I am reaching the end of a 17 year battle regarding a public footpath. In 2003 when a development was taking place some land was given as part of the S106 agreement . Through that land was a path and it was agreed after so many houses were built that that path was to be dedicated as PROW. However as part of the planning consent a condition was stipulated that on either end of the path two motor cycle inhibitors were to be installed. Unfortunately the dedication never happened. After a sustained campaign I managed to get the path dedicated earlier this year and asked for the inhibitors to be replaced with more accessible kissing gates. However, both the landowner and Highways Authority said that was not possible as the inhibitors were in situ because of a planning condition. Now I understood planning conditions were only variable during the lifetime of the development so my question is what is the legal process to vary a condition after completion . Or would the best way to proceed be by treating it as an obstruction under S130?
What would be the advantage of kissing gates over motor cycle inhibitors? It would seem to be a lot of trouble for a very small advantage
I have just found this useful information sheet from Hampshire County Council Countryside Service.
Good find. It reminds me of an amusing story, which may be apocryphal about a beautiful arch created for the beginning of a cycle route. It is said that, unfortunately, it was so designed - narrow corners - as to be impossible to ride a cyle through.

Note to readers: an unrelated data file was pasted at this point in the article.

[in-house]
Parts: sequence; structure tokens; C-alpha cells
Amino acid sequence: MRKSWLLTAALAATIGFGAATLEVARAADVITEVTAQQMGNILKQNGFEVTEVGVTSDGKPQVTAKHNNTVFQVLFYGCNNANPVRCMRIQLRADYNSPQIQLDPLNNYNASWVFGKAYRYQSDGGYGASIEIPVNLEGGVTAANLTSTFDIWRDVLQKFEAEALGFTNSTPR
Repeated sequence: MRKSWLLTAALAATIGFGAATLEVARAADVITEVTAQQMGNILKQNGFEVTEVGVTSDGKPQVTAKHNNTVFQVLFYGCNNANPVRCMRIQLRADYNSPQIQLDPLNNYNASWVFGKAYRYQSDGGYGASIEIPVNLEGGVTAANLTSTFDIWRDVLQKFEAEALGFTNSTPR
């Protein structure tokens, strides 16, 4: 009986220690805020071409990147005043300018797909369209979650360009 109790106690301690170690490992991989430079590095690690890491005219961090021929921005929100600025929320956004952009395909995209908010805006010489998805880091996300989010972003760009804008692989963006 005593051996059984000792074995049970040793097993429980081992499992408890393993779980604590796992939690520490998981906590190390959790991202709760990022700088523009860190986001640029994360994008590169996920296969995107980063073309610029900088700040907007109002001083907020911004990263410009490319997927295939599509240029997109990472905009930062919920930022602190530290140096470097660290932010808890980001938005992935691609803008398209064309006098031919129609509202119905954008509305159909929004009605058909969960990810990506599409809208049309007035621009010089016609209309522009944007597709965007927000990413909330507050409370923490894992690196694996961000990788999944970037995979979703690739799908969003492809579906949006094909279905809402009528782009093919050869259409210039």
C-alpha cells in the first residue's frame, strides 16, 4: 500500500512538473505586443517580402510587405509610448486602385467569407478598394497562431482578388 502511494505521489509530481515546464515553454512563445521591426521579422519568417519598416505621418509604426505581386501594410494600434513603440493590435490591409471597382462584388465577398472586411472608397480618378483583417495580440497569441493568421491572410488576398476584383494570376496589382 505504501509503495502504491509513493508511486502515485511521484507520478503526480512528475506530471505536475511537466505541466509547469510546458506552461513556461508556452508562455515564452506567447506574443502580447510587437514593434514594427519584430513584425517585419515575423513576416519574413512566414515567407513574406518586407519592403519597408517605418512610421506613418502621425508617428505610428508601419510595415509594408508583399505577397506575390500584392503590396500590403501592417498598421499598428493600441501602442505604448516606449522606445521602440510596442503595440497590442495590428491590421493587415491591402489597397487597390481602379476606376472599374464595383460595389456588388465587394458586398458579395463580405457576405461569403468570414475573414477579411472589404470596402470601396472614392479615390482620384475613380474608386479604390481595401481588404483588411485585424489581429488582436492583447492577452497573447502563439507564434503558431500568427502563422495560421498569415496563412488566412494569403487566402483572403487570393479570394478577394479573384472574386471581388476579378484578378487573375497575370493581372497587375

There seems to be a possibility that a planning condition cannot oblige a landowner to create a public footpath. I have not read it in full but see:
DB Symmetry Ltd v Swindon Borough Council & Anor  EWCA Civ 1331 (16 October 2020)
"If the judge interpreted that circular as authorising the imposition of conditions which not only required a developer to provide an access road, but also to dedicate it to public use as a highway, I consider that she was wrong. Such an interpretation would be flatly contrary to consistent government policy for nearly 70 years. In my judgment Hall does impose an absolute ban on requiring dedication of land as a public highway without compensation as a condition of the grant of planning permission. I also consider, contrary to Mr Harwood's submission, that there is no difference for this purpose between dedicating a road as a highway and transferring the land itself for highway use. As I have said, the condition in Hall did not require the land itself to be transferred, yet it was still held to be unlawful."
Some background. Many years ago I was a rep for the OSS and was involved in the Herrick v Kidner case. This represented a major step forward in improving access to PROWS as it provided a route to remove the 10000s of furniture types installed unlawfully around the country. This whole discipline was all about improving access for the public and the disabled in particular. At the same time the British Standard was developed BS5709 which sought to adopt the principle of lest restrictive access. This meant that if a structure was legally needed you effectively had a hierarchy of gap, gate, kissing gate stile. Motor cycles inhibitors are rarely used on PROWs but more in parks etc . Any PROW furniture should be recorded on the legal record as a limitation . In this case the inhibitors existed before the path was dedicated . If the path was dedicated at the time the inhibitors would not have been installed removed link The problem we have now is how do we get rid of them
Herrick v Kidner etc
would the best way to proceed be by treating it as an obstruction under S130
Maybe look also at the more general Equality Act 2010 if the motorcycle inhibitor is worse than a kissing gate for someone with a protected characteristic.